This was the title of a recent Boston Globe opinion piece by Renée Graham referring to what a Trump Presidency could contribute to the common good: “riling up musicians to voice their political opposition in song.”
It echoes my observation in recent posts that incompetent and duplicitous leadership in the White House is awakening spontaneous resistance in the rock & roll community that hasn't been heard in nearly a half century.
That began last week as a unified boycott of President Trump’s inaugural events and parties by the nation's premier musical talent. (The acts who did perform at those events lacked serious artistic cred and did themselves no favors publicity-wise.) The best rock and pop artists have always had good BS detectors and have been among the first to sniff out deceit in political leadership. (One could argue that rock & roll’s finest hour—at least as a cultural force—was during the reign of Richard Nixon.)
But you might ask, “Why would the centers of political (or commercial or financial) power be concerned about what some pop singers wail about?”
Because these artists and entertainers, when singing from the same hymnal, have an out-sized influence on public opinion, especially with the young. Folk and rock acts in the 60s and early 70s were a force for societal change—including Civil Rights and Women's Rights, and the anti-war and environmental movements. Singers like Bob Dylan, The Beatles, Marvin Gaye, Crosby, Stills, Nash and Young—among others—played a key role in altering the conversation about human rights. As a result, actual legislation was passed and, more importantly, lives were changed.
Artists of all stripes provide our early warning system against societal threats. And, as I've said before, business must pay attention. When leaders of commerce fail to stand up to political leadership that is irrational and authoritarian, it's not just their businesses that will pay the price.
Meanwhile, there have been so many head-scratching and head-spinning pronouncements from the new President in his first six days in office, I wonder how we'll keep our collective sanity in the weeks ahead.
I was incredulous to hear the President, in his inaugural speech, expand on his “America First” diatribe, which recalls the isolationist, Nazi-Germany-enabling rallying cry of Charles Lindbergh et al. in 1940, many of whom felt the US should stay out of WWII because they felt Hitler’s triumph was inevitable and that fascism and nativism represented our collective future.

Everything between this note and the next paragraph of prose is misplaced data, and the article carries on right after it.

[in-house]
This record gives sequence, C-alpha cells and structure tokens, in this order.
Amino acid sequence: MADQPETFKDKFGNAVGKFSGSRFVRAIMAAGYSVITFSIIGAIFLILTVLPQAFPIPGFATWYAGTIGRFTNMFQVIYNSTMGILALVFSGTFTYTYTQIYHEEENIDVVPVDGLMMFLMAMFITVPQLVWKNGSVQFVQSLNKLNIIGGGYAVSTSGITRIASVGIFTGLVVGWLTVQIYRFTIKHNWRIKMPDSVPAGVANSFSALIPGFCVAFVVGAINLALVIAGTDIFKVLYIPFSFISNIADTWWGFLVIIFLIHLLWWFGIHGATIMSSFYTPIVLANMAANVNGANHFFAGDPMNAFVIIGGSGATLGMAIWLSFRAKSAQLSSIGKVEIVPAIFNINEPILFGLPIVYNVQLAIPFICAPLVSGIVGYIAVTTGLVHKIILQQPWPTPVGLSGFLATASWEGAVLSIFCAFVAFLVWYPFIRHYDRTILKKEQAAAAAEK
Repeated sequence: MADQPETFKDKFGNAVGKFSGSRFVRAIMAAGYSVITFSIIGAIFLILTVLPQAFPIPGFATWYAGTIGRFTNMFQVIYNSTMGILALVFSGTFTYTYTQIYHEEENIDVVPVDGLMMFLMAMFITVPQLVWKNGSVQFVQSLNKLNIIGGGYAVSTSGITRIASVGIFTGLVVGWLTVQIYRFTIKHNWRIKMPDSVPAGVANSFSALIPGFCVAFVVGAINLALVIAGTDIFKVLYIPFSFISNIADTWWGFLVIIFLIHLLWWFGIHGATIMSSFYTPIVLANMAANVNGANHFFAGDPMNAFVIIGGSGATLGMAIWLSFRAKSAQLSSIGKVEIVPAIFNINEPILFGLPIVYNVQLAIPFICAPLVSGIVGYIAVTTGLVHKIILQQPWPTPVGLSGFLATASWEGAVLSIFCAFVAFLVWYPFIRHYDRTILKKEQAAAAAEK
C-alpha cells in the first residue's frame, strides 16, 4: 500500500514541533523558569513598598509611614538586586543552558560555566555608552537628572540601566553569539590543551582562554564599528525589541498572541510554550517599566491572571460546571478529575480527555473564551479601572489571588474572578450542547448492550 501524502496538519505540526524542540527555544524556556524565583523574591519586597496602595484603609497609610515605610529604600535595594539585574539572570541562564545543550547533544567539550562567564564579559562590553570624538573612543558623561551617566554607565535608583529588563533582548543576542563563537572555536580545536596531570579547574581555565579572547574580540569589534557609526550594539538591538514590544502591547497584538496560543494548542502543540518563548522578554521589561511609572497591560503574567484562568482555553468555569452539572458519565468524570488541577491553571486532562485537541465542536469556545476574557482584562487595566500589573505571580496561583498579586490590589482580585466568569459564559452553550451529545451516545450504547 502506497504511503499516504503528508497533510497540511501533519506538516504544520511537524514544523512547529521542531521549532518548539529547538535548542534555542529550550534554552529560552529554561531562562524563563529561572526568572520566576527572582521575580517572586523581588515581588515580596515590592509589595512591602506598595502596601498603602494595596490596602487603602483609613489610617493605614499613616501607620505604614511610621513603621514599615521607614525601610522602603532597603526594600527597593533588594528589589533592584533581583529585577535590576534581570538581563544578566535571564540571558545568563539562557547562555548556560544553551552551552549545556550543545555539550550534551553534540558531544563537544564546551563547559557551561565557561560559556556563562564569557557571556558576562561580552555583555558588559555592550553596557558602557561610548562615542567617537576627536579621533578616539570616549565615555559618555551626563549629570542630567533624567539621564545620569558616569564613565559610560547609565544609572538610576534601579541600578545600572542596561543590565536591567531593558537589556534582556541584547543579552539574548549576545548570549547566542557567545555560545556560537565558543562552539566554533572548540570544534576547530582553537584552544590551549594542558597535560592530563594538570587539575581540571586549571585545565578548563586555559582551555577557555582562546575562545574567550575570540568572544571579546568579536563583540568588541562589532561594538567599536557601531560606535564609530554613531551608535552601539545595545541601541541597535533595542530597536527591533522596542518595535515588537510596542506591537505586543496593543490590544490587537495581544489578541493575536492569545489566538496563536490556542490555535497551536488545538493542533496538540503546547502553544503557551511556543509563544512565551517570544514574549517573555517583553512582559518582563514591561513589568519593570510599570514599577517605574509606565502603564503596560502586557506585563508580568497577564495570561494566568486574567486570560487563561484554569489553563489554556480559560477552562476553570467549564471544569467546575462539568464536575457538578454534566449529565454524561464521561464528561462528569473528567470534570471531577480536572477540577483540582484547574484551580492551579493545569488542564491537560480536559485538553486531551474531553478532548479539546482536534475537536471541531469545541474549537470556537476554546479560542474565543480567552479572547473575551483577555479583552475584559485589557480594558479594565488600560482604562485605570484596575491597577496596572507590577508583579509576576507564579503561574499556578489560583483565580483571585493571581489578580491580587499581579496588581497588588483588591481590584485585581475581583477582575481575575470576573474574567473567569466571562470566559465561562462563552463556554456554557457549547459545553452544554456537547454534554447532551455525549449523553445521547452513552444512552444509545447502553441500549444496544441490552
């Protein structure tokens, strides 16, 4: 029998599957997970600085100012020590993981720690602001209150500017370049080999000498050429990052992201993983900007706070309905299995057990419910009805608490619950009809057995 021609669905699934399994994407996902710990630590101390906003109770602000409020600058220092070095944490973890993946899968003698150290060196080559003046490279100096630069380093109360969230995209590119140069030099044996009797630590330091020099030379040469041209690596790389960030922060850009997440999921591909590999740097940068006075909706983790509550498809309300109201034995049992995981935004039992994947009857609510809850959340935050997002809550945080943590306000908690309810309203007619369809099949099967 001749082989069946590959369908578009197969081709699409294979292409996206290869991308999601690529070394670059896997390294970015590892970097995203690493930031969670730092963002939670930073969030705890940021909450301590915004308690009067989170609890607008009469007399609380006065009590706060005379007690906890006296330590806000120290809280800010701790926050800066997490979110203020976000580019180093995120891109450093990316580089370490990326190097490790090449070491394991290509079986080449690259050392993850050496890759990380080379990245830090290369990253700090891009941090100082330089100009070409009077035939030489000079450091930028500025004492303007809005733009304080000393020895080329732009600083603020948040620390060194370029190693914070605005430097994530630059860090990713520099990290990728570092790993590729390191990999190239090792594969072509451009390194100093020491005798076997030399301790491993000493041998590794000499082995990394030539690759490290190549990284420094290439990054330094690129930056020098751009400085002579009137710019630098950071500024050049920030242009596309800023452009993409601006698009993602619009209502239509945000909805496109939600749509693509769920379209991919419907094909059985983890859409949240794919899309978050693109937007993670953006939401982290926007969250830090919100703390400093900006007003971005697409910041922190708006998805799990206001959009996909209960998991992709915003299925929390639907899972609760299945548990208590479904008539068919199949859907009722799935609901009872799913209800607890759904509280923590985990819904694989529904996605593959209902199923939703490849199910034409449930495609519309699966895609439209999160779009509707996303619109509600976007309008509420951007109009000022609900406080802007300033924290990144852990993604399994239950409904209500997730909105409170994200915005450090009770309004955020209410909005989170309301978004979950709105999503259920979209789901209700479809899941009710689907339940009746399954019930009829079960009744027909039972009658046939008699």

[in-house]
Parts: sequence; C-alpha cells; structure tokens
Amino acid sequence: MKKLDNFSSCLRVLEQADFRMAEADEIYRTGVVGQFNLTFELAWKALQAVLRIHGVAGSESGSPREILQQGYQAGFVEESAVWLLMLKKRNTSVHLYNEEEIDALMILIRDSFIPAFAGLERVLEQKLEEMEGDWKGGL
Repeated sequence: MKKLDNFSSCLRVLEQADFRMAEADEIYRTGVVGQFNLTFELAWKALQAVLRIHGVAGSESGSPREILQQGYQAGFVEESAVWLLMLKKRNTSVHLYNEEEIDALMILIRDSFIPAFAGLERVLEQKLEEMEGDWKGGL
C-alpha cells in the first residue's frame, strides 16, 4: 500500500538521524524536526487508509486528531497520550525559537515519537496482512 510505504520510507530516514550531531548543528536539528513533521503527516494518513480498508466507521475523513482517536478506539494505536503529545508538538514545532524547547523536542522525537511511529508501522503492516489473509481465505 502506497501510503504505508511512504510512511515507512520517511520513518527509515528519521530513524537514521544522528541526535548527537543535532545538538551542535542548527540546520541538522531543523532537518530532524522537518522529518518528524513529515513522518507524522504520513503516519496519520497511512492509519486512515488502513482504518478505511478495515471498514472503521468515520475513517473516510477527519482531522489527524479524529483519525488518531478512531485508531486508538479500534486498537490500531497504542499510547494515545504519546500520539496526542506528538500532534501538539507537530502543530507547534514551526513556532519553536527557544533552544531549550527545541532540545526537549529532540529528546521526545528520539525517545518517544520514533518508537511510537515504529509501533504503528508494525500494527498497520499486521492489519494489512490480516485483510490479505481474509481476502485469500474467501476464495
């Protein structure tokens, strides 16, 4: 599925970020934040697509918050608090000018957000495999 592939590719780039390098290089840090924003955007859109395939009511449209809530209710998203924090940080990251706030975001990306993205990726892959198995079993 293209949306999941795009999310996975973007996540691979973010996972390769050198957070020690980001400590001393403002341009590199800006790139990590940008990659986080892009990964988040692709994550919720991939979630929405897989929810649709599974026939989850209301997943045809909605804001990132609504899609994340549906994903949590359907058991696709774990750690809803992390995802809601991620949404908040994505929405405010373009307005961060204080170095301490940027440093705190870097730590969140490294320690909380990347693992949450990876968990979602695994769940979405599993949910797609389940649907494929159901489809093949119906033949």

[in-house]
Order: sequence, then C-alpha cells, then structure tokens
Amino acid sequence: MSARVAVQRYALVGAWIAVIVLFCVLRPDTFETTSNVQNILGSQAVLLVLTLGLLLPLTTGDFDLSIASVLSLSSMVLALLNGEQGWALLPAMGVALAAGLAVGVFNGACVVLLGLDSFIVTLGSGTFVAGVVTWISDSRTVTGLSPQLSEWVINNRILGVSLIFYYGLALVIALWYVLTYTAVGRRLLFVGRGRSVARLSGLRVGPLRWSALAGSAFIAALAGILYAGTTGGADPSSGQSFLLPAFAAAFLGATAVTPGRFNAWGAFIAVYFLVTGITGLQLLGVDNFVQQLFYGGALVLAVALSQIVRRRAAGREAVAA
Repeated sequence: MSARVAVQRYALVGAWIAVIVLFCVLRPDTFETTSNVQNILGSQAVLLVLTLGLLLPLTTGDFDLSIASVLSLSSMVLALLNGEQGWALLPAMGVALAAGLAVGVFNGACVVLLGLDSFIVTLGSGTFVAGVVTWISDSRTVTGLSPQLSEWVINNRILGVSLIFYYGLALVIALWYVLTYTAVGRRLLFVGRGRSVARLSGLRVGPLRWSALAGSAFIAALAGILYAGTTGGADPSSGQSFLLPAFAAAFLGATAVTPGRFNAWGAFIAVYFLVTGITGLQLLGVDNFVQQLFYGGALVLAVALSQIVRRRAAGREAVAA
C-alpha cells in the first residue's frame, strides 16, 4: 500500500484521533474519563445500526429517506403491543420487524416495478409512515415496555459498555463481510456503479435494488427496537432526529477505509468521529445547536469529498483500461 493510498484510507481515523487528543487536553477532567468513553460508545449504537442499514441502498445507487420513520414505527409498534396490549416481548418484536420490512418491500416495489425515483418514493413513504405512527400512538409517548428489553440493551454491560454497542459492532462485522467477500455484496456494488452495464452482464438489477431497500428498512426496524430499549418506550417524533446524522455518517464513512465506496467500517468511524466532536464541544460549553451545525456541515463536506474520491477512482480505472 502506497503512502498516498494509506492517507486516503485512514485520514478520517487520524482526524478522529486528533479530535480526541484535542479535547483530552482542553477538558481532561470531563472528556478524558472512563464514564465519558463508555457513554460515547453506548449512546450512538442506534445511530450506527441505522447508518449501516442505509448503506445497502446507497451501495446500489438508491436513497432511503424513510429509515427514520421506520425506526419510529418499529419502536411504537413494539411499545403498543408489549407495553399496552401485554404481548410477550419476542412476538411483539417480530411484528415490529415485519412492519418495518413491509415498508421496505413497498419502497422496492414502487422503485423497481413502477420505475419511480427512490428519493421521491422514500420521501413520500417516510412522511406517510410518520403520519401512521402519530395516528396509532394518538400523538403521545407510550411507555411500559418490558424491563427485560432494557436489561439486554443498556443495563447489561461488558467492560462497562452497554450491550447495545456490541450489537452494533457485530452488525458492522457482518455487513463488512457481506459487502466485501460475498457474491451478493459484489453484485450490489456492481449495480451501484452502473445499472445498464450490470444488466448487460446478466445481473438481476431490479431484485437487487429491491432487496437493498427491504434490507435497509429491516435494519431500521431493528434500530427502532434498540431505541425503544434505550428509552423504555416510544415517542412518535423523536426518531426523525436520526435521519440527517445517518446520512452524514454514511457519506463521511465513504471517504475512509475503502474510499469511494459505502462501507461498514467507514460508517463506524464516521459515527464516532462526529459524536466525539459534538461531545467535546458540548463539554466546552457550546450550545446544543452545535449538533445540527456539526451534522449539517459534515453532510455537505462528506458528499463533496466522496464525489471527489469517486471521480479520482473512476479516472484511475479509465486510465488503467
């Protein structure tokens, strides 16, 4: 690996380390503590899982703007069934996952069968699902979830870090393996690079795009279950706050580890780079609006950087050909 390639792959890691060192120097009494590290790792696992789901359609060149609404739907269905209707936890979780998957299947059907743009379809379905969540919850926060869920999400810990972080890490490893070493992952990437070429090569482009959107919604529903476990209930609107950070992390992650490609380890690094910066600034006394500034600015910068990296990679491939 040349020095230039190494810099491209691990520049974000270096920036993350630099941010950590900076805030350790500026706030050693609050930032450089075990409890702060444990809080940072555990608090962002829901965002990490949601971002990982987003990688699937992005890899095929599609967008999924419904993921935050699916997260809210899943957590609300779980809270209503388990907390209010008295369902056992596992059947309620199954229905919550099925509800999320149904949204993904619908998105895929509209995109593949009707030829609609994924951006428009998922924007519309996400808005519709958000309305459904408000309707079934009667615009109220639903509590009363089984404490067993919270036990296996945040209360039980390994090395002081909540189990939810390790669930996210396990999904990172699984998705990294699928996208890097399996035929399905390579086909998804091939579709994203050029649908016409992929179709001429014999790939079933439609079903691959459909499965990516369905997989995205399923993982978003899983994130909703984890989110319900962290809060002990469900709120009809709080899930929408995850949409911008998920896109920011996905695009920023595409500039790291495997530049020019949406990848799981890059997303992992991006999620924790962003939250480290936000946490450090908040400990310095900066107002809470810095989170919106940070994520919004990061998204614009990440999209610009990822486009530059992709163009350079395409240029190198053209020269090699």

Within a year of its creation, the America First movement had wide anti-Semitic appeal—which goes nicely with Trump’s complaints about the control exercised by “international bankers” (wink, wink). At first I thought this was a dog whistle but now I think even frogs and snakes can hear it. Given the cataclysm that such ethnic and racial prejudice has wrought in the last century, does an American President REALLY want to go there? Or could he actually be unaware of the toxic origins of "America First"? Neither answer is reassuring.
I should add that I always feel badly when I voice these criticisms because I know we shouldn't blame President Trump any more than we should blame any human being for a mental illness that is never chosen. Now the precise diagnosis of his condition is widely debated among health professionals. (Is Trump missing some mental hardware or some emotional software?) But I haven't met any knowledgeable practitioner who doesn't question the President's mental/psychological health on some level.
In my view, the fault lies with family and friends who have seen his pathology for years but have done nothing about it, allowing themselves to become enablers. Not to mention the misguided Americans who voted for him last November (only a quarter of the electorate, but many million nonetheless). It’s some consolation that he lost the popular vote and that he entered office as the most unpopular President (32% approval according to a CBS survey) in the history of polling. But we're stuck with him.
As David Brooks—my favorite conservative commentator and an award winning New York Times opinion writer—succinctly put it:
We’ve never had a major national leader as professionally unprepared, intellectually ill informed, morally compromised and temperamentally unfit as the man who took the oath on Friday.
This only serves to prove O’Leary’s Corollary to Cole’s Axiom: “The sum total of the civics intelligence of the American people is a constant—and the population is growing.”